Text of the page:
For many, Thanksgiving marks the beginning of a holiday time not of wonder and anticipation, but of pain and dread and dark memories. Families are separated by death or disagreement or illness. Loved ones are missing from celebrations. Finances, already stretched to the limits, are stretched now beyond breaking.
All of these realities are wrapped up and hidden by the beautiful colored paper and pretty bows. And so is the greatest gift of Christmas: Jesus – who brings light in our darkness, hope in our despair, joy in our sorrow, peace in our frenzy.
So how do we unwrap Christmas? How do we discover that greatest gift? How do we find the Giver?
As you move through Advent (“the coming”) this month, make the Christmas story your own. Here are some ways to do that:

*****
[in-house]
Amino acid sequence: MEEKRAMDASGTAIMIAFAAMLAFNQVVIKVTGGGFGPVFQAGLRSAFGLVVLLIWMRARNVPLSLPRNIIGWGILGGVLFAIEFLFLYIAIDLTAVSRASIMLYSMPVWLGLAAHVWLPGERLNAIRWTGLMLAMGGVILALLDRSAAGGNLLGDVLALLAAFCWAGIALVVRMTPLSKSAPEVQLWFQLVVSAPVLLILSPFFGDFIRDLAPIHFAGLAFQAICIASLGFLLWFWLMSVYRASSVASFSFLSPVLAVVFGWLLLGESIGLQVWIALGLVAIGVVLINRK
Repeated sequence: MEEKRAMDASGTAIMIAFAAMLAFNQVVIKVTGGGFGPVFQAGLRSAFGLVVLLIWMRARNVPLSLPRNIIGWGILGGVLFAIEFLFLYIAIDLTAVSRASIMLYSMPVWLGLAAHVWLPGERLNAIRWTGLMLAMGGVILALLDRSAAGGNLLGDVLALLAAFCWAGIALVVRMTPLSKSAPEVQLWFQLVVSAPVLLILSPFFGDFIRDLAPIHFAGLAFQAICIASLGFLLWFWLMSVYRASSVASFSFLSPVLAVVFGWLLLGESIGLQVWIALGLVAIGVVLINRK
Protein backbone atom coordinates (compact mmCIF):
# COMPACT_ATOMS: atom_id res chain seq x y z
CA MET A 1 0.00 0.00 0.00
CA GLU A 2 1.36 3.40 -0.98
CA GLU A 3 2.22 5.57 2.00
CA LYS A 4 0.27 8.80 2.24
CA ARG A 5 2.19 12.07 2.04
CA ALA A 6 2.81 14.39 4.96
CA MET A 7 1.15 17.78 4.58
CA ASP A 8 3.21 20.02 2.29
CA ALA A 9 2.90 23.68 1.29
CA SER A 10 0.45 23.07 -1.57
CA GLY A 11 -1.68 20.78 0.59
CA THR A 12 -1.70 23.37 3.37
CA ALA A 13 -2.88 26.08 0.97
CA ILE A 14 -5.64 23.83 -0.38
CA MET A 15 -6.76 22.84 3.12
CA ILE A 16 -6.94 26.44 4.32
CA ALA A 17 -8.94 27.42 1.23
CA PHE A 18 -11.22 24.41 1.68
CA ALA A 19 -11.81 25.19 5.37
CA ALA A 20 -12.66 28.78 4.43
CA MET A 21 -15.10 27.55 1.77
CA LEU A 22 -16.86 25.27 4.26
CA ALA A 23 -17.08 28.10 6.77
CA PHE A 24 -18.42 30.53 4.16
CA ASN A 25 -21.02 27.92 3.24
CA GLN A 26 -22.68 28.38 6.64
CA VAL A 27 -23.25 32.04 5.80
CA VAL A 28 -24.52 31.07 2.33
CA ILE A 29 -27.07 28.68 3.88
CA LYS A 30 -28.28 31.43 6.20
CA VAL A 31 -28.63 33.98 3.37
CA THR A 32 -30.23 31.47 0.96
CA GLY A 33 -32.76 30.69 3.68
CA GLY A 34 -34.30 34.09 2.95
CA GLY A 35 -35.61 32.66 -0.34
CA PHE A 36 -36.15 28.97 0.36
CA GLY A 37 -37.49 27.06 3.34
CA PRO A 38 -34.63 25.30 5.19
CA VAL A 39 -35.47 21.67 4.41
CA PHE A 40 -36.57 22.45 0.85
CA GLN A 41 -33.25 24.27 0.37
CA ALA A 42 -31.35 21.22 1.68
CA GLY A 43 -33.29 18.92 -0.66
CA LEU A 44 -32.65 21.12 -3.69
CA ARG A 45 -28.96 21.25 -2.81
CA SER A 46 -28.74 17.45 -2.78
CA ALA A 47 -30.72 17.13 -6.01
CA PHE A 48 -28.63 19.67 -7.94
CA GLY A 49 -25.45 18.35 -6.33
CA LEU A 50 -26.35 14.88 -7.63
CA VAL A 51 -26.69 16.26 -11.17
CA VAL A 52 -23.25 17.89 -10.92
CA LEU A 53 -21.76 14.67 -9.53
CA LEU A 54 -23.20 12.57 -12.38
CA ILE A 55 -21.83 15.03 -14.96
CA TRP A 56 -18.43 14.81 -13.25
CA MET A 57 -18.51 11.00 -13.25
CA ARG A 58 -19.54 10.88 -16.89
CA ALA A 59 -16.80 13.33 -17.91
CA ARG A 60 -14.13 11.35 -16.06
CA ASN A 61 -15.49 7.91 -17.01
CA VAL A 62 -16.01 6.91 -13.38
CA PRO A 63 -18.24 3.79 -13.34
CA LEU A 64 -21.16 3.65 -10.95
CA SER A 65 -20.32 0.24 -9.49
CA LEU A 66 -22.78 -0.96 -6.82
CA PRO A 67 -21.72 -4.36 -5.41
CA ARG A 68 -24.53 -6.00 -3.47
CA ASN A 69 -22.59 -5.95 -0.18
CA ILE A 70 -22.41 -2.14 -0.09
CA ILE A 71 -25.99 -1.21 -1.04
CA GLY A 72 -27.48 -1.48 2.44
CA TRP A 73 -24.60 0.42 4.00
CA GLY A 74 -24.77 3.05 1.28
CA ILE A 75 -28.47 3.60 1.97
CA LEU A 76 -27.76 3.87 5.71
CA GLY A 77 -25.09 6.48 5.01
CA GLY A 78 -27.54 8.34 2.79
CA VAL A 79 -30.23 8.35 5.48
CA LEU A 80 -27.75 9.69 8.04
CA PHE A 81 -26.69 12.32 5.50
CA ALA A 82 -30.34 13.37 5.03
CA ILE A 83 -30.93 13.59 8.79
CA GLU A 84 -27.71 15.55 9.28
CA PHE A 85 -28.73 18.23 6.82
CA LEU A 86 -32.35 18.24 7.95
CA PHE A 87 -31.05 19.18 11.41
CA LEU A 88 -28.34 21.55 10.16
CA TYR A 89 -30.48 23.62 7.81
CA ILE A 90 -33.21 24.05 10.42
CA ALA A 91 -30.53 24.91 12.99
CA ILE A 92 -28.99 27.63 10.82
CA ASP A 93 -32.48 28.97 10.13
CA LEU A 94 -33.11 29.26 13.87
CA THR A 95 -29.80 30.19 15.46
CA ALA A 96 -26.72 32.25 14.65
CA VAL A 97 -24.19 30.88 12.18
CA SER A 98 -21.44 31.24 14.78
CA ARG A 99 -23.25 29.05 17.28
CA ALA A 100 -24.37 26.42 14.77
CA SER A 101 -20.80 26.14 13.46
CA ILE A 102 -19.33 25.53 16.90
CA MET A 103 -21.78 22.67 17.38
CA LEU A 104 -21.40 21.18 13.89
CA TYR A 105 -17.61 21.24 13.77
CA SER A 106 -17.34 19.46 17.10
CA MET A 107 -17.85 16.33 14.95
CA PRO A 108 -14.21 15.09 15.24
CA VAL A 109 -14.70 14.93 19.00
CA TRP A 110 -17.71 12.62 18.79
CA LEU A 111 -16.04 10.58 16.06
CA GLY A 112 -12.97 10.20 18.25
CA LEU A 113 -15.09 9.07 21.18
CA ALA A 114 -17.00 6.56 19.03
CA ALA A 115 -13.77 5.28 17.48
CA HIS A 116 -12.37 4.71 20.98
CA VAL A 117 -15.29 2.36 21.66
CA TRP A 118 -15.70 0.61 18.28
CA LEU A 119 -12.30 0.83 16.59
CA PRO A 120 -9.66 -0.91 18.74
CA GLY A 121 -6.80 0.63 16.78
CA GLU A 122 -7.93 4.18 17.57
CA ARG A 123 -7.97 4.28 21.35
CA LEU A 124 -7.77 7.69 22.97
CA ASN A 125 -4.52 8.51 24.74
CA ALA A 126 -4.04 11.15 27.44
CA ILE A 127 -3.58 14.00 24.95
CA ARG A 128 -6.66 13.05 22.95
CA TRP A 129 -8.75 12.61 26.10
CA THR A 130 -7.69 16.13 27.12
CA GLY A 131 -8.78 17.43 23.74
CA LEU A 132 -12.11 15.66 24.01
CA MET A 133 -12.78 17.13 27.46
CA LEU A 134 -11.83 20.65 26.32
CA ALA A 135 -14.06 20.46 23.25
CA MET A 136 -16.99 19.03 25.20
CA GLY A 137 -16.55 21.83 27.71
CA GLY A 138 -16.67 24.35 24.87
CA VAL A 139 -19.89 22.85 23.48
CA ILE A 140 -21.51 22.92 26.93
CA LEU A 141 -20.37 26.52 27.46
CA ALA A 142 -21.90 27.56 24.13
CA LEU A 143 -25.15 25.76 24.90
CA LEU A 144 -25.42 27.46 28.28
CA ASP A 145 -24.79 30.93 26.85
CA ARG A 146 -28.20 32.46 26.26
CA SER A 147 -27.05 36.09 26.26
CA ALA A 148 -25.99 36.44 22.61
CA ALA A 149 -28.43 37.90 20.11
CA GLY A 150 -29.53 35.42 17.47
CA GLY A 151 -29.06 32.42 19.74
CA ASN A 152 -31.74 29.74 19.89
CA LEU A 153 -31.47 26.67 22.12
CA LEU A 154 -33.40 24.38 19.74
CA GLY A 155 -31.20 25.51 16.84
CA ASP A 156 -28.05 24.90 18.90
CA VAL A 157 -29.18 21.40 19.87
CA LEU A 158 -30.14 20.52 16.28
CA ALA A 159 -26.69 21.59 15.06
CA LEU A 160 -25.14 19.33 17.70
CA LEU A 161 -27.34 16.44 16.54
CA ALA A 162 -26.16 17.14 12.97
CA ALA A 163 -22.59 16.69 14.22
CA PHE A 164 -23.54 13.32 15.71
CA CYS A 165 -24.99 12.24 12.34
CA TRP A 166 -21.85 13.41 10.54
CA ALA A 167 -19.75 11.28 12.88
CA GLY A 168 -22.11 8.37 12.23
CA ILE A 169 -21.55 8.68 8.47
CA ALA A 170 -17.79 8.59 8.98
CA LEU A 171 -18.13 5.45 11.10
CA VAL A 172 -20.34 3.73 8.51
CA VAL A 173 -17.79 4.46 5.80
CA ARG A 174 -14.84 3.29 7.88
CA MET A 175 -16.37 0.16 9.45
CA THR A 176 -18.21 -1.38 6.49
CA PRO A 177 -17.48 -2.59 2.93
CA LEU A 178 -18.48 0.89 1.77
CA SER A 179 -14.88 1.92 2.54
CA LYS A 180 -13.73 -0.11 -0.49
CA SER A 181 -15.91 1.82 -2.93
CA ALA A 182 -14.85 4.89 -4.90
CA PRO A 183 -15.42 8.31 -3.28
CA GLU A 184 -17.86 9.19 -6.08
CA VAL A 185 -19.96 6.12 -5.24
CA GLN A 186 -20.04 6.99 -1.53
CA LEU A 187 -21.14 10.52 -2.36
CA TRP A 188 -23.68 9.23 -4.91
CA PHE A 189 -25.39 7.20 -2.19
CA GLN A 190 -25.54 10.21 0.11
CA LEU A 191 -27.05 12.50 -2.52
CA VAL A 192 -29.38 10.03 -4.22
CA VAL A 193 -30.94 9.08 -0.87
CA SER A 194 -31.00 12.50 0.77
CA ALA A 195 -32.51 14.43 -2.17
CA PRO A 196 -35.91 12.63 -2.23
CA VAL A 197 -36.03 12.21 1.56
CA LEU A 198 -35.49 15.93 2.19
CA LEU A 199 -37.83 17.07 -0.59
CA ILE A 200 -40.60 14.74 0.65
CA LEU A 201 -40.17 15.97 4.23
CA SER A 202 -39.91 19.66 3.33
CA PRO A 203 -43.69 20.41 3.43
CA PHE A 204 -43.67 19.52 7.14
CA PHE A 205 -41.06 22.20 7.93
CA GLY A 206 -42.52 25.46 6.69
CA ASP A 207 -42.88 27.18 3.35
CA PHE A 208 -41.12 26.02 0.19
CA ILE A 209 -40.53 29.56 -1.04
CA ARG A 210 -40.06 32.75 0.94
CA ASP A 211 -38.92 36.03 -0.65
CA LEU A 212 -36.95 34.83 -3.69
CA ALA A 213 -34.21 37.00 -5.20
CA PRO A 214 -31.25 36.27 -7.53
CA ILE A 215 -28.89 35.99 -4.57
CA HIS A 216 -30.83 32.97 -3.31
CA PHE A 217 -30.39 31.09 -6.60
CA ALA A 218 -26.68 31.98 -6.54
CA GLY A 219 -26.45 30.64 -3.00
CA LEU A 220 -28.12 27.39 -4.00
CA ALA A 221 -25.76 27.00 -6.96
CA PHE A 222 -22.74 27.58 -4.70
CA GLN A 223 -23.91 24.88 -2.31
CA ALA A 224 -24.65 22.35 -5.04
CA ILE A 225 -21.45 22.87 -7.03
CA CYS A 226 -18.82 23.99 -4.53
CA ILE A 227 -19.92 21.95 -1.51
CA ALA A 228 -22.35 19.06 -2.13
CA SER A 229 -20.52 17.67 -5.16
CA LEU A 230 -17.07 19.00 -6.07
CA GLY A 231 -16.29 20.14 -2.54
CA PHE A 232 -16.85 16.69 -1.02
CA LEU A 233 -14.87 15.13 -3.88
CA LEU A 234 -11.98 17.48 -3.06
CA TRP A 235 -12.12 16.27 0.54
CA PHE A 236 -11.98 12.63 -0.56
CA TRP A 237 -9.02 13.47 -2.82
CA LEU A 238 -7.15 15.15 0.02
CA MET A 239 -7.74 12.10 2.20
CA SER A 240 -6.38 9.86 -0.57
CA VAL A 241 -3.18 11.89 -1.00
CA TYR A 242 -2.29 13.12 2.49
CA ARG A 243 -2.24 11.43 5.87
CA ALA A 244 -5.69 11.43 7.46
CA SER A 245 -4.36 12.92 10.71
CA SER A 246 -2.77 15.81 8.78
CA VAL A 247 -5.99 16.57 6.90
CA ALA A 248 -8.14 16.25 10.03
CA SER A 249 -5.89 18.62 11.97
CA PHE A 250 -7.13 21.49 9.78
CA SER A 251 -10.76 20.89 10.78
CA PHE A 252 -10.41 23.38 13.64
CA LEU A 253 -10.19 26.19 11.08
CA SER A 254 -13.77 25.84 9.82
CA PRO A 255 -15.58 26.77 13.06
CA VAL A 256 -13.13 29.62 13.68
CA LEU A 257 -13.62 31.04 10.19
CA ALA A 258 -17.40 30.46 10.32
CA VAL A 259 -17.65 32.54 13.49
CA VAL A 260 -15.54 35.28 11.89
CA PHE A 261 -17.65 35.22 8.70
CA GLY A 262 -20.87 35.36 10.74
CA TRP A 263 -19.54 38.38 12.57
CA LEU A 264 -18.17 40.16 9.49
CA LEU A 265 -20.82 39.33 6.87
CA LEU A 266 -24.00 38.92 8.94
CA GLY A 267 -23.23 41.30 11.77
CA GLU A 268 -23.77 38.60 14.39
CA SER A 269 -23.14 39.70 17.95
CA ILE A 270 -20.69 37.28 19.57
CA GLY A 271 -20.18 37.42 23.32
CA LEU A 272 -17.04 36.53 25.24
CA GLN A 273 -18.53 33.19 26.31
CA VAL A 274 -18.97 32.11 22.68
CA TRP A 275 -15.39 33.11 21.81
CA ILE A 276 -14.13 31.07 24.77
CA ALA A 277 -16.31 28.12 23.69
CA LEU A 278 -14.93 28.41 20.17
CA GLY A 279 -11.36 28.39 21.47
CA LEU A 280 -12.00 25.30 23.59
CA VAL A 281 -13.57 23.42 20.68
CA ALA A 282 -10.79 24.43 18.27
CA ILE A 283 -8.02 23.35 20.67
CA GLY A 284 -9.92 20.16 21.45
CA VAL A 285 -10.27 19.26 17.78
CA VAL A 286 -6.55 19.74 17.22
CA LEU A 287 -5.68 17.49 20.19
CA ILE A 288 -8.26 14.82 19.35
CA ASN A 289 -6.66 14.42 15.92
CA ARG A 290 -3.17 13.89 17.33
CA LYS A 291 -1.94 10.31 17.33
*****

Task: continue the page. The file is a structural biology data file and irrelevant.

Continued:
- Expect the unexpected: look for, listen for, welcome the angels who announce the coming. “Don’t be afraid! Instead, rejoice, for God is with you!” Trust their surprising message of hope.
- Keep it simple: the newborn King was wrapped in simple cloths and laid in a feeding trough. His birth was announced not on TV, but to lowly shepherds. Brown paper and twine may be more fitting gift wrap than sparkles and bows. Keep your own celebrations simple, too.
- Turn on the lights: Jesus is the Light that shines in the darkness. Lights on the tree or house, candles on the table … each offers light in the long nights of winter. Use an Advent wreath and its five candles to build anticipation of Jesus’ birth. (Light one candle each Sunday of December before Christmas, and the last—the center candle—on Christmas Eve or Day.)
- Ponder the story: “Mary treasured up all these things and pondered them in her heart” (Luke 2:19). Slow down. Sit. Be still … ponder. That can’t be done quickly. Use an Advent Calendar or a book of Advent meditations—or both—to slow down each day, even if only for five minutes. Consider using Ann Voskamp’s book, The Greatest Gift.
This year, let’s unwrap Christmas … together.